Archive for June, 2011

We want you…

Tuesday, June 28th, 2011

Here in the JB Chicago world, we are looking for a new Graphic Designer. If you don’t know what that is, you probably shouldn’t apply. But if you’re a graphic designer, and think you have the right stuff, then brush up your resume, polish up your portfolio and apply to

Have doubts? Well, here are just a couple of reasons why you should apply…

                4. Chicago is a great city to work in. LaSalle is surrounded by a million and five places to eat. Plus, we’re next to a river. Isn’t that all anyone ever needs?

                3. You’d get to work with Creative Connor and Cranky Christina (just kidding… it’s more like Sassy Xtina). Seriously, they’re very talented, and would love to have you on their team.

                2. JB Chicago is a magical place. Everyone loves each other and works well with each other, the company is the right mix of professional, smart and funky and they don’t care if the interns can’t make coffee. It’s just a good group of nice, intelligent good-looking folks.

                1. You know you’re looking for a job. And you know this one will be fun…

So if you can use Paint and can spell decently well (this is a joke. I repeat, THIS IS JOKE. Please do not think you can just get away with only knowing how to use Paint, because you will get laughed at), check out I hope you apply, and good luck to all of you out there!

Because I know you all want to join the United Design Republic of Christina.

A plate is never just a plate

Friday, June 24th, 2011

Whether they want to admit it or not, everyone had a little bit of fascination with the royal wedding. I personally did not get up at five to watch the celebration because, well, sleep trumps Kate Middleton, always. Afterward, however, I poured through pictures and magazine clippings of wedding dresses, ridiculous hats and cost prices for so long, I felt like I should get a Bachelor’s in High Society England Affairs.

Even if you rolled your eyes at the whole spectacle and wore “Go America!” shirts on the 29th of April, your life was probably affected by the wedding, even if it was just your growing annoyance of everyone turning “Middleton” into a household name. And, unless your eyes have been shut closed for the past six months, you’ve also seen all the wedding merchandise. Especially the plates. I understand that the royals are special, but it was all I could do from wanting to throw the dish on the ground (or buying one. I don’t know; I was torn a lot).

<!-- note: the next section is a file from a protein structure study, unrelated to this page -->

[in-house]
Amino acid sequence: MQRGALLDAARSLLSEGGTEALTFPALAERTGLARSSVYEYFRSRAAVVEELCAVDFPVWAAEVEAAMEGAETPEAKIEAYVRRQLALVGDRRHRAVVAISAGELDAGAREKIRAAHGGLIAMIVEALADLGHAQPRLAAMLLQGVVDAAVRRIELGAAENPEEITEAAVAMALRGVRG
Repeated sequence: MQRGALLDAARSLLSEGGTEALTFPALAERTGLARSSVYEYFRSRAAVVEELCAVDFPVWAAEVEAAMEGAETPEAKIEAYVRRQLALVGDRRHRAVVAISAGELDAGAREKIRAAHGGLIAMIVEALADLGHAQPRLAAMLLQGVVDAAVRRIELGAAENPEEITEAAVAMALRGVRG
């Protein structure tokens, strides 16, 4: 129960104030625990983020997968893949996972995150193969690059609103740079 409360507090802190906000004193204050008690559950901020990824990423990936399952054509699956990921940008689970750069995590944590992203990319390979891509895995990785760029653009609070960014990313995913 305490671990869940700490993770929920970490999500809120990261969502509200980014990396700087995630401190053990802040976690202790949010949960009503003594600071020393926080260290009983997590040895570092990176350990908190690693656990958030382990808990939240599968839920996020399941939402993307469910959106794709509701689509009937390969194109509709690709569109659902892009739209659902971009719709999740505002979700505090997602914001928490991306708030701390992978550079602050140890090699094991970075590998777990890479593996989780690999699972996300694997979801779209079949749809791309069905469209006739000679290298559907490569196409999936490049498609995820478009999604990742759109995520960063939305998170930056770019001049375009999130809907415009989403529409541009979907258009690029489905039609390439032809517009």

Freelance illustrator Owen Davey apparently felt the same thing, and decided to create plates that commemorated the “not-so-special moments of the general public,” according to his blog, “The Things I Do.” After he was done, he had created 33 separate plates that told the stories of 33 separate people living ordinary lives in the great country of Britain.

Courtesy of Owen Davey’s blog.

He didn’t just create stories in his head, however: Davey set up a Twitter account, and asked people to commemorate their lives in a tweet. By asking the commoners about their day, Davey got everything from “went for a bike ride in the sun,” to “I talk to my cats too much but they never answer back.”

Courtesy of Owen Davey’s blog.

And this, ladies and gentlemen, is why the general public is amazing.

Sewing isn’t just for grandmothers…

Tuesday, June 21st, 2011

In the past, whenever I thought “embroidery,” I thought of little old ladies with nothing better to do than to crochet blankets while talking about their grandkids. Maybe this is why when my mom suggests I should take up knitting or sewing, I make a face like someone suggested eating my big left toe.

Not exactly the right situation at the time, but the face is basically the same.

But now, thanks to Daniel Kornrumpf, I have a whole new concept of embroidery. The artist spends his time creating realistic portraits…all through the medium of embroidery.

Picture courtesy of the designworklife blog.

I’m not really sure where he gets the patience to stitch all the detail and color into his subjects, but however he does it, it really pays off. From a far, you can’t even tell these are stitched; the art looks effortless painted with a unique line pattern. It makes me wonder just how many more artists are out their embroidering realistic-looking portraits, and just how much you can stretch the limits of traditional embroidery.

Daniel also does other projects, such as work with colored pencil on Mylar and paintings with and oil on canvas. You can check them out, and his whole portfolio here.

The only thing better than weddings is a safari-designed one

Friday, June 17th, 2011

It’s summer, and I think you know what that means. Apart from light dresses, picnics, Frisbee tournaments and boat races (yes, my summers are very fun), it also means that people are getting married all over the place. Ever since this Kate Middleton business, I feel like I’m seeing a lot of couples tie the knot. Then I get a little bit jealous at England’s ability to make everything so cool and to make everyone follow them. Then I calm down and remember that, as I said before, it’s summer: weddings are like a sport this time of the year (and I need to stop blaming the British for everything).

A lot of people look at weddings from the love aspect, or the dress aspect, or even for the possible chance at a comical mishap. But it’s interesting to look at weddings from a design aspect. There is something really special about a wedding in general, but something  makes it extraordinary when the creativity and colors are amazing. Wedding blog site Love and Lavender recently featured the wedding of Parker and Laura’s, and the designs that the couple picked are especially pleasing on the eyes. They decided to do a safari-themed wedding, complete with a nice combination of a South-African-feel and outdoorsy style elements.

All pictures are courtsey from the wedding blog site Love and Lavender.